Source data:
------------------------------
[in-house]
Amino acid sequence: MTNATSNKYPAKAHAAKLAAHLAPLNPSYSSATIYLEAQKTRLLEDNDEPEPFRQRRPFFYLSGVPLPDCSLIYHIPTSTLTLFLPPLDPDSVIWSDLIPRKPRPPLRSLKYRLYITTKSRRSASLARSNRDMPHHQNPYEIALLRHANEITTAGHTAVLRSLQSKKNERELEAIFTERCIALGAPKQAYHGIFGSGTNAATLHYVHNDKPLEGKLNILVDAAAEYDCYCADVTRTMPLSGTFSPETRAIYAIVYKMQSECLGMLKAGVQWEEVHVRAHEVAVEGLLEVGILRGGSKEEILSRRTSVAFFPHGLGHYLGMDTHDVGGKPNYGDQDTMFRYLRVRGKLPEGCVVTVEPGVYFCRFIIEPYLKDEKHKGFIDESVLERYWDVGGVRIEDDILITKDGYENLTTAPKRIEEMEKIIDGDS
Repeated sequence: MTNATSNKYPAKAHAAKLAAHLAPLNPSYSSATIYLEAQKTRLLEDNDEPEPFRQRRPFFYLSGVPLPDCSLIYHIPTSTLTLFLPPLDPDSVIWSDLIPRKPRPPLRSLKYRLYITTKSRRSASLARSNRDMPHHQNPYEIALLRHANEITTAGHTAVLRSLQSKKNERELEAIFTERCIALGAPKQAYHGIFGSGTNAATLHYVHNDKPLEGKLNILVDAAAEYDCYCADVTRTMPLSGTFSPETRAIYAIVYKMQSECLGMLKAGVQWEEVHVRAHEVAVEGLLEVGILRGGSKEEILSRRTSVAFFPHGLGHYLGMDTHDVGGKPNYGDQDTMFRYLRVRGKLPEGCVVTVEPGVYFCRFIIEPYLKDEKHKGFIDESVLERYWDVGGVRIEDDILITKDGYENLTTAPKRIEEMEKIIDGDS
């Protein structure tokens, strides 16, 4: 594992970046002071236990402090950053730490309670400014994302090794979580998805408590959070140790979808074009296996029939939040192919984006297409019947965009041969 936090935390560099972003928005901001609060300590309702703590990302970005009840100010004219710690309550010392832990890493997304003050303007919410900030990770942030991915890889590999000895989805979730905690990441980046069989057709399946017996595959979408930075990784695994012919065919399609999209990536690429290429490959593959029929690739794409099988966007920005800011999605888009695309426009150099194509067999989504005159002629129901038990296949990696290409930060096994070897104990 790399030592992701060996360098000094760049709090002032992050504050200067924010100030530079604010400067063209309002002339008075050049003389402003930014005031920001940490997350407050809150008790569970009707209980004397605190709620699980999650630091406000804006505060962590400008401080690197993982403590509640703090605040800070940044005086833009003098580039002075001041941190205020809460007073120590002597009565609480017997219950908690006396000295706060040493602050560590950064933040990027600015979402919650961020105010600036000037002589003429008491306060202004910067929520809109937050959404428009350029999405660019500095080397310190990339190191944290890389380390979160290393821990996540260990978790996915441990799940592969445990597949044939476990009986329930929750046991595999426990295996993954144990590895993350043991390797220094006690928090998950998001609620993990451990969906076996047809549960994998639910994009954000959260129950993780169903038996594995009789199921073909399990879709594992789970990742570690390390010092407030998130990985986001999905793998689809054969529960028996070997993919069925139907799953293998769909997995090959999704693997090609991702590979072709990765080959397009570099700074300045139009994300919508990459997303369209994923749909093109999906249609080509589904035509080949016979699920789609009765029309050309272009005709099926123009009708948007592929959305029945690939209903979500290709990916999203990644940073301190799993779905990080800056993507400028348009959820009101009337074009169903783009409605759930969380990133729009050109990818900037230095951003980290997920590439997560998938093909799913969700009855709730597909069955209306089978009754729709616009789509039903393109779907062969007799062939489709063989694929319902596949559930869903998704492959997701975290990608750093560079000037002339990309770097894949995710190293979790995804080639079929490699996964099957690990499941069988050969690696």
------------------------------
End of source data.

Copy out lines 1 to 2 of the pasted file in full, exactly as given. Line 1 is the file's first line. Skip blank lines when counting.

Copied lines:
[in-house]
Amino acid sequence: MTNATSNKYPAKAHAAKLAAHLAPLNPSYSSATIYLEAQKTRLLEDNDEPEPFRQRRPFFYLSGVPLPDCSLIYHIPTSTLTLFLPPLDPDSVIWSDLIPRKPRPPLRSLKYRLYITTKSRRSASLARSNRDMPHHQNPYEIALLRHANEITTAGHTAVLRSLQSKKNERELEAIFTERCIALGAPKQAYHGIFGSGTNAATLHYVHNDKPLEGKLNILVDAAAEYDCYCADVTRTMPLSGTFSPETRAIYAIVYKMQSECLGMLKAGVQWEEVHVRAHEVAVEGLLEVGILRGGSKEEILSRRTSVAFFPHGLGHYLGMDTHDVGGKPNYGDQDTMFRYLRVRGKLPEGCVVTVEPGVYFCRFIIEPYLKDEKHKGFIDESVLERYWDVGGVRIEDDILITKDGYENLTTAPKRIEEMEKIIDGDS